Saturday, October 12, 2013

rules about rules

i grew up with particular perspective. i didn't have older brothers and sisters, like my friends did. i didn't share in the experiences that my friends received having those older brothers and sisters. because of this i intentionally purposed in my life at a young age to give young kids that experience that i didn't have by being an older brother figure. this purpose developed into a desire to do more for kids in their development as people, which then turned into a desire to help families, which in turn formed the passion i now have for counseling. god is so good!

here are some things i found to be very wise which i intend (as best as i can) to instill in the raising of my boys in their teenage years.

i had help from 5 love languages for teens by dr. gary chapman.

1. rules should be as few as possible
too many rules have potential to be very overwhelming. there is a great chance a family with too many rules will have young people who don't remember what they are and thus breaking them quite a bit. having many rules means parents, you will be responsible for keeping up with all these rules. think about life, and think about how life is with too many rules, very very rigid. this is not an argument for not having rules, but instead, considering if you have too many that may actually be hindering growth in your young person.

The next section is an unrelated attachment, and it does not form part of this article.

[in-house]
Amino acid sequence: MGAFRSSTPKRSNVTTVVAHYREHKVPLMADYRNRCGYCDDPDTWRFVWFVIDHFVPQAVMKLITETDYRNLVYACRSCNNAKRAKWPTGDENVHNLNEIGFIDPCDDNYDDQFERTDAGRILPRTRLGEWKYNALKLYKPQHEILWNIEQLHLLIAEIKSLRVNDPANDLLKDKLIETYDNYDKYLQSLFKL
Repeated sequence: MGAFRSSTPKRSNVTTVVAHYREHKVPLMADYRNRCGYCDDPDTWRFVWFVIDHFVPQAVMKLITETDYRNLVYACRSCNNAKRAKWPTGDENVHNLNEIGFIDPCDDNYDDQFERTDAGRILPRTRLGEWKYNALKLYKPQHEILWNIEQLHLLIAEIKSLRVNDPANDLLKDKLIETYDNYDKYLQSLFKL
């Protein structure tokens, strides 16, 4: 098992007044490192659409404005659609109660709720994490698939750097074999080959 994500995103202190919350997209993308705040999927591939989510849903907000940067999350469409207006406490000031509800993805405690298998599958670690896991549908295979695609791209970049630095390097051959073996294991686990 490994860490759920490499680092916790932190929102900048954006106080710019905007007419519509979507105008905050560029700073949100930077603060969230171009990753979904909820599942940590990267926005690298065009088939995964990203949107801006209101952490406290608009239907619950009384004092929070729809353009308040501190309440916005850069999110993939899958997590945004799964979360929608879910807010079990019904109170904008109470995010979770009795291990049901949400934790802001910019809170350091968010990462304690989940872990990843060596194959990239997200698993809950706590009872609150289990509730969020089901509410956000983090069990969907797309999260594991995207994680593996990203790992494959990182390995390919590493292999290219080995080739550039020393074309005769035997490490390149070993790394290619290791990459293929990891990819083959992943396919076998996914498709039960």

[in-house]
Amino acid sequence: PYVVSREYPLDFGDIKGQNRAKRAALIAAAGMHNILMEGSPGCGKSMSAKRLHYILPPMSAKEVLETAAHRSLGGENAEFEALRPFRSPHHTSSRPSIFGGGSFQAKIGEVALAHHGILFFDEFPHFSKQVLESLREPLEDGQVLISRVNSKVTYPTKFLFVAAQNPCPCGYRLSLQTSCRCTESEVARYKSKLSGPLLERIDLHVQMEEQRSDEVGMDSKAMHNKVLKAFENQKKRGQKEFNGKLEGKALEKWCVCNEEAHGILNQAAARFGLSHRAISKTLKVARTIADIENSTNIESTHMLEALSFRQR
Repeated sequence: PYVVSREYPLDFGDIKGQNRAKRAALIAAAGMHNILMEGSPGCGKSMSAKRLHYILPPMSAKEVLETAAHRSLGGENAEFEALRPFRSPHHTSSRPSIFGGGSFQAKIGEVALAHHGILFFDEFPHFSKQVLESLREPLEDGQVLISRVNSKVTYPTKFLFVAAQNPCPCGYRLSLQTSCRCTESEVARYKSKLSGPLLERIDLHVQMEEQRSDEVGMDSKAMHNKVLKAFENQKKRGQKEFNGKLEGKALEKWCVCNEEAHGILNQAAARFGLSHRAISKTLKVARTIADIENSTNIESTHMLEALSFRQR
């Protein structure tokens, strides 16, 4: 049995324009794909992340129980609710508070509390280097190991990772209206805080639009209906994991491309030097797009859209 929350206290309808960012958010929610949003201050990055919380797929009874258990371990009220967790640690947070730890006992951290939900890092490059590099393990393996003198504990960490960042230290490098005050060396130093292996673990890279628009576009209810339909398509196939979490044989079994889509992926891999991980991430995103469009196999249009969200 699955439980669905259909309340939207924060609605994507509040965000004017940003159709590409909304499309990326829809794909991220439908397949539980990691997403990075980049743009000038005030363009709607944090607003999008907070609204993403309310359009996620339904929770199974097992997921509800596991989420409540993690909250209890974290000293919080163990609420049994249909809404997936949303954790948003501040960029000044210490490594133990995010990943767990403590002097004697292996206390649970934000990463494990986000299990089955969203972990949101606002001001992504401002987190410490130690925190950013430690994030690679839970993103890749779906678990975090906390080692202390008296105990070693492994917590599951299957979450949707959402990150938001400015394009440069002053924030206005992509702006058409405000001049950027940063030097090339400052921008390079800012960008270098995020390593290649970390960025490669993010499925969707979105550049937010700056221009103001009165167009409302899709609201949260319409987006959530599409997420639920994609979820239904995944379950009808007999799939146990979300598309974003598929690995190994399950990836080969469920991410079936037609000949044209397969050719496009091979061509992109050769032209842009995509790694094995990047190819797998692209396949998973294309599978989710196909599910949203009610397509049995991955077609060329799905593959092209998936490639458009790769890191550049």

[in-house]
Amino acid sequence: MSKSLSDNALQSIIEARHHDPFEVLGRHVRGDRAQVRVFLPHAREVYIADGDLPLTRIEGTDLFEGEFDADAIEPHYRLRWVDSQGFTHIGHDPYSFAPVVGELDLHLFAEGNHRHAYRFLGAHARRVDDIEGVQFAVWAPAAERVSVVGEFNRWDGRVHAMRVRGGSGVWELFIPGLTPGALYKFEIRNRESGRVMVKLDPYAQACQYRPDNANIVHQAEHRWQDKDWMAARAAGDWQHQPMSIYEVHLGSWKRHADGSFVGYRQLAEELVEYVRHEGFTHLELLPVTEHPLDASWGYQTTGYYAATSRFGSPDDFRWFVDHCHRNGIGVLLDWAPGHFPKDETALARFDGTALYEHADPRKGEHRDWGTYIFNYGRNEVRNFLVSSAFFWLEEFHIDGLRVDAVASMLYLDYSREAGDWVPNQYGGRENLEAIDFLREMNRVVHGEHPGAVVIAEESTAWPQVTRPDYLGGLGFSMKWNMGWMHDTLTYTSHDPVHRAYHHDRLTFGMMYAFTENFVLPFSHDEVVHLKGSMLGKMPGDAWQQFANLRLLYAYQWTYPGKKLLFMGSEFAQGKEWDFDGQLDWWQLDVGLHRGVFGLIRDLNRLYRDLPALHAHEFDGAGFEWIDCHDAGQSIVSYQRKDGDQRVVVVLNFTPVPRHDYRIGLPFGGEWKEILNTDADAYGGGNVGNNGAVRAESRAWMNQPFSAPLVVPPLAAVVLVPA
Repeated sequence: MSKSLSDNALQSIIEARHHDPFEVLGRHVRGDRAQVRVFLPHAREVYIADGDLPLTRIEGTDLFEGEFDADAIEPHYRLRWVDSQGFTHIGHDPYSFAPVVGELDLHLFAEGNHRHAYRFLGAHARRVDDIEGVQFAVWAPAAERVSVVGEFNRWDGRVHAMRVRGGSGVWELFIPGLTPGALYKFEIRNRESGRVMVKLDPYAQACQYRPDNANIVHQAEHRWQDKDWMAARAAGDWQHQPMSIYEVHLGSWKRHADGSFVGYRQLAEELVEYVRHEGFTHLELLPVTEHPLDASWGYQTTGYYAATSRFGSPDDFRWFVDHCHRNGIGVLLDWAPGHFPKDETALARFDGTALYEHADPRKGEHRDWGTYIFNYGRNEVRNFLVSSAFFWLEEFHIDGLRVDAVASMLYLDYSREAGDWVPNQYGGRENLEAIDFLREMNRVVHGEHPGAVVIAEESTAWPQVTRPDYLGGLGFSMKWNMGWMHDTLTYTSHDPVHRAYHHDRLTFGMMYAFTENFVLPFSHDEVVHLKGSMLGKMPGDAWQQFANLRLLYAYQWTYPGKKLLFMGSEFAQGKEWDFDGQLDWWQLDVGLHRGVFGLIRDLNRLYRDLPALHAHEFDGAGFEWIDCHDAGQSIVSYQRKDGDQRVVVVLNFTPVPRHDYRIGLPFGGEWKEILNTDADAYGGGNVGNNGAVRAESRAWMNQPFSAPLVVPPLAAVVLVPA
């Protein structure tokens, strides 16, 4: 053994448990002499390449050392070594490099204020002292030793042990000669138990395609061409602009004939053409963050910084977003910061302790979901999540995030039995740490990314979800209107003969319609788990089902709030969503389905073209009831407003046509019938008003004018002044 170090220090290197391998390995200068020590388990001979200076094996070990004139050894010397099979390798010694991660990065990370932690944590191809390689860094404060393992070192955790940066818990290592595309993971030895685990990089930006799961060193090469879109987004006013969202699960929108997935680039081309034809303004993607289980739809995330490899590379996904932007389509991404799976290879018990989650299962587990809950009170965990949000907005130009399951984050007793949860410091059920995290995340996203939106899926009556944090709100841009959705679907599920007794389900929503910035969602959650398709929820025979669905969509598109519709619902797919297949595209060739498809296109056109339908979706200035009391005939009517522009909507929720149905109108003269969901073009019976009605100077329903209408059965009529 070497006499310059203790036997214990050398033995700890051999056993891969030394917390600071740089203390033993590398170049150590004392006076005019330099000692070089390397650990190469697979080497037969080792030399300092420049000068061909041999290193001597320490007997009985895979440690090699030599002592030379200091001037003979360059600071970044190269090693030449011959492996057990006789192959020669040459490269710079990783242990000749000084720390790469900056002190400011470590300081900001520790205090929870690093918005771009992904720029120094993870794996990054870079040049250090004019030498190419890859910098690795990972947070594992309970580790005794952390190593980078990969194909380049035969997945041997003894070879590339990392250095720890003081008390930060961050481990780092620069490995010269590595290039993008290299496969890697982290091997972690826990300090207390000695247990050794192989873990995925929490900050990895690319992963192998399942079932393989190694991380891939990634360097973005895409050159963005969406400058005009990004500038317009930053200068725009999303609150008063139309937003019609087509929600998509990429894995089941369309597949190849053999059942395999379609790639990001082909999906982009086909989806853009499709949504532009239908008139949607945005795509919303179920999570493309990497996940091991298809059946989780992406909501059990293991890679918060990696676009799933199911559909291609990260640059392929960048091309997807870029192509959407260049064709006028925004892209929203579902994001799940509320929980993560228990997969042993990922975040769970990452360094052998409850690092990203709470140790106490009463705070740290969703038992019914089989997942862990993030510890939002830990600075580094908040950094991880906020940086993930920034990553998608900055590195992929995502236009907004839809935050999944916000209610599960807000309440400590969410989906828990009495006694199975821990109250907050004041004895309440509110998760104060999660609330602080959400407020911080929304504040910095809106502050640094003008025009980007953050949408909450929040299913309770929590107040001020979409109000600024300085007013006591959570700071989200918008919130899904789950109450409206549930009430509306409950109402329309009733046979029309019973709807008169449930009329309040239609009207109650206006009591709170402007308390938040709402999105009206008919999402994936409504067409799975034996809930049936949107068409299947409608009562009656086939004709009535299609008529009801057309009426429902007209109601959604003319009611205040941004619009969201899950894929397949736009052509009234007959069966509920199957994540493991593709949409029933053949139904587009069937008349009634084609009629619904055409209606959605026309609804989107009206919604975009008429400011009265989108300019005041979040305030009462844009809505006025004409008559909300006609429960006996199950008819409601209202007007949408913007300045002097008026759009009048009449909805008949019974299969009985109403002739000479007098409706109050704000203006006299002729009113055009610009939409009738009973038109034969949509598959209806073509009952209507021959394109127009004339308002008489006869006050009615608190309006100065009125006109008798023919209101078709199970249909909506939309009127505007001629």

ask yourself, "what are the really important issues," when forming rules. say "no" to those things that destroy and "yes" to those things that build.

2. rules should be as clear as possible
if the rules are ambiguous or unclear you will be guaranteed to have a confused young person. when the rule is clear young people will sure to be aware when they break the rule. i have been involved enough with young people to know that they like to argue. unclear rules will give them a "dog in the fight."

3. rules should be as fair as possible
this is difficult because, "what is fair?" cultures are different and even generations are redefining things so fast. none of us are perfect in our understanding of what is perfect. parents, don't give in when you are convinced the rule is for the well being and favoring growth of the young person. every time a sense of fairness is violated someone will be upset. parents should consider bending only if it seems the well being of the child will not be compromised. parents should also think how they engage in the conversation of "fair," with their child. don't cut off a discussion and enforce a rule without dealing with an anger issue of the young person. doing this will result in rejection and resentment of the authority position. hear young peoples concerns about fairness while making and forming the rules together.

i love kids
i love families
i love working towards fixing problems
i love healthy demonstrations of god's principles in an earth that has been fractured by sin.

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